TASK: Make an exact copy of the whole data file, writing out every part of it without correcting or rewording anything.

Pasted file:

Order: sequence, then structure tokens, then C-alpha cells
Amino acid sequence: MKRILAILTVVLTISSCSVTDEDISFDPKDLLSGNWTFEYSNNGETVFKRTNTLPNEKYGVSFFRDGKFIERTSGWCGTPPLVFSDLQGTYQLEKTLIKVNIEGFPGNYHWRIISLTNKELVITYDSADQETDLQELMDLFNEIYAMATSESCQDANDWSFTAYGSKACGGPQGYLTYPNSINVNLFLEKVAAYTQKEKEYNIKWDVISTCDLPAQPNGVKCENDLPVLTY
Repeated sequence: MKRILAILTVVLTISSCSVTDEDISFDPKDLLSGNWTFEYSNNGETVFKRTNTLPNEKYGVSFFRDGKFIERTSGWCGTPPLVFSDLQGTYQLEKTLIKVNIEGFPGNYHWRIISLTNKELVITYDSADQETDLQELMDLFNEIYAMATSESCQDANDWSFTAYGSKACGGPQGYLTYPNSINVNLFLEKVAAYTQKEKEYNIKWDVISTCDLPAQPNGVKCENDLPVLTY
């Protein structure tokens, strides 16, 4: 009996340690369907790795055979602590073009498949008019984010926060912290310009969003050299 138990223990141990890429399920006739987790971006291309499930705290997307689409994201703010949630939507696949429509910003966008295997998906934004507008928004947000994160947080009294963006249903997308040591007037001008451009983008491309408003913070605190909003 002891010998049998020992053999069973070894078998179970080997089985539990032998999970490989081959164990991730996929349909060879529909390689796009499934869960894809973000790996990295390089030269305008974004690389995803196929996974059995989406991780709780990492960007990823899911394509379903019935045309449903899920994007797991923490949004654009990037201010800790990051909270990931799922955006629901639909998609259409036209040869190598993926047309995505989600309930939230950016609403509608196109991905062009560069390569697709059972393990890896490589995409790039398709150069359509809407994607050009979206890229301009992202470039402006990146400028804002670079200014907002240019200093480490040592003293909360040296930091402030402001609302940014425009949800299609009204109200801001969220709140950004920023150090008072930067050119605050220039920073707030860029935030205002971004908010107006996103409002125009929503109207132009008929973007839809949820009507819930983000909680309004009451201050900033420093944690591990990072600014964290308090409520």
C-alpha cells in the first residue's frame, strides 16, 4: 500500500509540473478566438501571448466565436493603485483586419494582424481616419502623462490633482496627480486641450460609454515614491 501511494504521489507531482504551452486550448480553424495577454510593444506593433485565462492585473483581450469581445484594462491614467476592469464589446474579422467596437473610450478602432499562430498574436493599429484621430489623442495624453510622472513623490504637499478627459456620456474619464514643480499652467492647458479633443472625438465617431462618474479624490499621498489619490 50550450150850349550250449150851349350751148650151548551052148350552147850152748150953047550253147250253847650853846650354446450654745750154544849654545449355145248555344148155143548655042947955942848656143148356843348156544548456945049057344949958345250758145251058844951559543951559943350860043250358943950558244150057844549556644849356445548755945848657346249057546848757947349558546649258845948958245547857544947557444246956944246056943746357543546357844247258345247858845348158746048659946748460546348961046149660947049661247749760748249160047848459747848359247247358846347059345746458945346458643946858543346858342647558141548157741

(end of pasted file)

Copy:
Order: sequence, then structure tokens, then C-alpha cells
Amino acid sequence: MKRILAILTVVLTISSCSVTDEDISFDPKDLLSGNWTFEYSNNGETVFKRTNTLPNEKYGVSFFRDGKFIERTSGWCGTPPLVFSDLQGTYQLEKTLIKVNIEGFPGNYHWRIISLTNKELVITYDSADQETDLQELMDLFNEIYAMATSESCQDANDWSFTAYGSKACGGPQGYLTYPNSINVNLFLEKVAAYTQKEKEYNIKWDVISTCDLPAQPNGVKCENDLPVLTY
Repeated sequence: MKRILAILTVVLTISSCSVTDEDISFDPKDLLSGNWTFEYSNNGETVFKRTNTLPNEKYGVSFFRDGKFIERTSGWCGTPPLVFSDLQGTYQLEKTLIKVNIEGFPGNYHWRIISLTNKELVITYDSADQETDLQELMDLFNEIYAMATSESCQDANDWSFTAYGSKACGGPQGYLTYPNSINVNLFLEKVAAYTQKEKEYNIKWDVISTCDLPAQPNGVKCENDLPVLTY
């Protein structure tokens, strides 16, 4: 009996340690369907790795055979602590073009498949008019984010926060912290310009969003050299 138990223990141990890429399920006739987790971006291309499930705290997307689409994201703010949630939507696949429509910003966008295997998906934004507008928004947000994160947080009294963006249903997308040591007037001008451009983008491309408003913070605190909003 002891010998049998020992053999069973070894078998179970080997089985539990032998999970490989081959164990991730996929349909060879529909390689796009499934869960894809973000790996990295390089030269305008974004690389995803196929996974059995989406991780709780990492960007990823899911394509379903019935045309449903899920994007797991923490949004654009990037201010800790990051909270990931799922955006629901639909998609259409036209040869190598993926047309995505989600309930939230950016609403509608196109991905062009560069390569697709059972393990890896490589995409790039398709150069359509809407994607050009979206890229301009992202470039402006990146400028804002670079200014907002240019200093480490040592003293909360040296930091402030402001609302940014425009949800299609009204109200801001969220709140950004920023150090008072930067050119605050220039920073707030860029935030205002971004908010107006996103409002125009929503109207132009008929973007839809949820009507819930983000909680309004009451201050900033420093944690591990990072600014964290308090409520």
C-alpha cells in the first residue's frame, strides 16, 4: 500500500509540473478566438501571448466565436493603485483586419494582424481616419502623462490633482496627480486641450460609454515614491 501511494504521489507531482504551452486550448480553424495577454510593444506593433485565462492585473483581450469581445484594462491614467476592469464589446474579422467596437473610450478602432499562430498574436493599429484621430489623442495624453510622472513623490504637499478627459456620456474619464514643480499652467492647458479633443472625438465617431462618474479624490499621498489619490 50550450150850349550250449150851349350751148650151548551052148350552147850152748150953047550253147250253847650853846650354446450654745750154544849654545449355145248555344148155143548655042947955942848656143148356843348156544548456945049057344949958345250758145251058844951559543951559943350860043250358943950558244150057844549556644849356445548755945848657346249057546848757947349558546649258845948958245547857544947557444246956944246056943746357543546357844247258345247858845348158746048659946748460546348961046149660947049661247749760748249160047848459747848359247247358846347059345746458945346458643946858543346858342647558141548157741